Are you unable to work because of a disability? Get the answers you need on Social Security Disability to protect your rights

Keefe Disability Law has compiled a list of the most frequently asked questions in response to the overwhelming number of people who need help with the Social Security Disability process in Massachusetts, New Hampshire and Rhode Island. If you are disabled and need help with disability benefits, read on to learn how to protect your legal rights.

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  • Does sleep apnea qualify for Social Security Disability?

    More than 20 million Americans suffer from sleep apnea, although most are undiagnosed and untreated. 

    Types of Sleep Apnea

    There are two types of sleep apnea: obstructive sleep apnea and central sleep apnea.  Obstructive sleep apnea is the most common and is characterized by loud snoring and daytime sleepiness. It occurs when the throat muscles relax and interfere with air flow. In a single hour, a person can have more than 30 interruptions in breathing. These are called "apneic events.” 

    Central sleep apnea occurs when the brain neglects to send signals to the muscles that control breathing. Some people have a combination of both types of sleep apnea. 

    Sleep Apnea Symptoms

    Sleep apnea can cause early-morning headaches, difficulty concentrating, irritability, and sleepiness. The biggest risk is falling asleep while driving. Most people can manage sleep apnea by losing weight, avoiding alcohol, stopping smoking, and using a breathing machine called a CPAP, or continuous positive airway pressure device.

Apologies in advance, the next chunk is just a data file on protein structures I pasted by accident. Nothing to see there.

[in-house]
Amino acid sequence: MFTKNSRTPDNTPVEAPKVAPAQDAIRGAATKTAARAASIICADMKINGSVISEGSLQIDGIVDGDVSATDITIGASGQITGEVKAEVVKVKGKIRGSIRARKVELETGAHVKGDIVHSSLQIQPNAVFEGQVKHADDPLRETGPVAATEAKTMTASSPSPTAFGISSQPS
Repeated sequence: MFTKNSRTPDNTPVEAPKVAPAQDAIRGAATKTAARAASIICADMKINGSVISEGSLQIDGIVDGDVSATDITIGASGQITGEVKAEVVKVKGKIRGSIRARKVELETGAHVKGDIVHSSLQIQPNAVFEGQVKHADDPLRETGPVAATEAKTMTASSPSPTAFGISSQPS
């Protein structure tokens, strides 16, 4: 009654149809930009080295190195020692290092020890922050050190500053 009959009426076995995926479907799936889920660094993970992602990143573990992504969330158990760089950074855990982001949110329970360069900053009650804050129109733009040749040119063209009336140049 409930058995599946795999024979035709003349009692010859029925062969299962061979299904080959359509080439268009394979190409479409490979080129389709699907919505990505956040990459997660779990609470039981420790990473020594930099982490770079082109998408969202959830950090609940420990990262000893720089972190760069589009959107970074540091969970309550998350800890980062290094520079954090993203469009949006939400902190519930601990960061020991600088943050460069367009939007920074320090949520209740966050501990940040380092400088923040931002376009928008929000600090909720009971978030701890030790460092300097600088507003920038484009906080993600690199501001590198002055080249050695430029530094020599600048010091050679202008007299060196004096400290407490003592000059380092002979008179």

However, there are people whose apnea cannot be treated. Those people may qualify for SSDI if their symptoms are severe enough to prevent them from working.

    Severe sleep apnea symptoms that may qualify for disability benefits:

    • Personality changes
    • Memory problems
    • Severe mood swings, extreme irritability, and other disturbances in mood
    • Hallucinations, delusions and other cognitive disturbances 
    • Emotional instability 
    • Poor impulse control 
    • A loss of 15 I.Q. points or more
    • Cor Pulmonale, a heart condition caused by years of untreated sleep apnea

    Applying for Disability Benefits for Sleep Apnea

    When you apply for SSDI, the Social Security Administration will conduct an assessment of your “residual functional capacity,” or “RFC.” Your RFC details what you are capable of doing despite your impairment and is used to determine what kind of work you can do. It will include your doctor’s opinion of your capabilities and restrictions, including comments on how the sleep apnea affects your mental abilities. You should document any other health problems in your application. Your RFC considers ALL your disabilities.

    If you have questions about your own situation, please contact the New Hampshire SSDI attorneys at Keefe Disability Law at 888-904-6847.

  • I have vertigo from Meniere’s disease. Are Social Security disability benefits available for Meniere’s disease?

    Meniere’s disease is a medical condition that affects the inner ear. It occurs when the pressure of the fluid in the canals of the inner ear gets too high. The four main symptoms are:

    • Loss of hearing
    • Pressure in the ear
    • Tinnitus (ringing or other sound in the ear)
    • Vertigo

    Disability Benefits for Meniere's Disease